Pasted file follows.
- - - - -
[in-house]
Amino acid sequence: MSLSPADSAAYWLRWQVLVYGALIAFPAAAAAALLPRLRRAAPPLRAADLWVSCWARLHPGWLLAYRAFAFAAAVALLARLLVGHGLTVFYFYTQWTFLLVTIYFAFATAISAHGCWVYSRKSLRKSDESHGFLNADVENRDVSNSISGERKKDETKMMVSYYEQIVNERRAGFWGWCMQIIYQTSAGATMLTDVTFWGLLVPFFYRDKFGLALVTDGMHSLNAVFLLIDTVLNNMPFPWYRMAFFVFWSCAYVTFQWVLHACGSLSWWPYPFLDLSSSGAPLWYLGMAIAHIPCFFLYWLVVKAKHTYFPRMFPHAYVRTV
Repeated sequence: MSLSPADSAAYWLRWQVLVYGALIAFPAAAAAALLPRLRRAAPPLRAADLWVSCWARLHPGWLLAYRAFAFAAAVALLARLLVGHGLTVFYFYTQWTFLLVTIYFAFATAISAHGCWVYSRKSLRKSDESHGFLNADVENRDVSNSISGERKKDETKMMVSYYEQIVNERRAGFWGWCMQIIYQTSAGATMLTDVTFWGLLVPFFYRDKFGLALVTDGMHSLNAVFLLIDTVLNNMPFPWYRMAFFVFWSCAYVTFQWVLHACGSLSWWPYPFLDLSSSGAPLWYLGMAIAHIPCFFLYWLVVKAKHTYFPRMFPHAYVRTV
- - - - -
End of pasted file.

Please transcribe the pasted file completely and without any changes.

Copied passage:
[in-house]
Amino acid sequence: MSLSPADSAAYWLRWQVLVYGALIAFPAAAAAALLPRLRRAAPPLRAADLWVSCWARLHPGWLLAYRAFAFAAAVALLARLLVGHGLTVFYFYTQWTFLLVTIYFAFATAISAHGCWVYSRKSLRKSDESHGFLNADVENRDVSNSISGERKKDETKMMVSYYEQIVNERRAGFWGWCMQIIYQTSAGATMLTDVTFWGLLVPFFYRDKFGLALVTDGMHSLNAVFLLIDTVLNNMPFPWYRMAFFVFWSCAYVTFQWVLHACGSLSWWPYPFLDLSSSGAPLWYLGMAIAHIPCFFLYWLVVKAKHTYFPRMFPHAYVRTV
Repeated sequence: MSLSPADSAAYWLRWQVLVYGALIAFPAAAAAALLPRLRRAAPPLRAADLWVSCWARLHPGWLLAYRAFAFAAAVALLARLLVGHGLTVFYFYTQWTFLLVTIYFAFATAISAHGCWVYSRKSLRKSDESHGFLNADVENRDVSNSISGERKKDETKMMVSYYEQIVNERRAGFWGWCMQIIYQTSAGATMLTDVTFWGLLVPFFYRDKFGLALVTDGMHSLNAVFLLIDTVLNNMPFPWYRMAFFVFWSCAYVTFQWVLHACGSLSWWPYPFLDLSSSGAPLWYLGMAIAHIPCFFLYWLVVKAKHTYFPRMFPHAYVRTV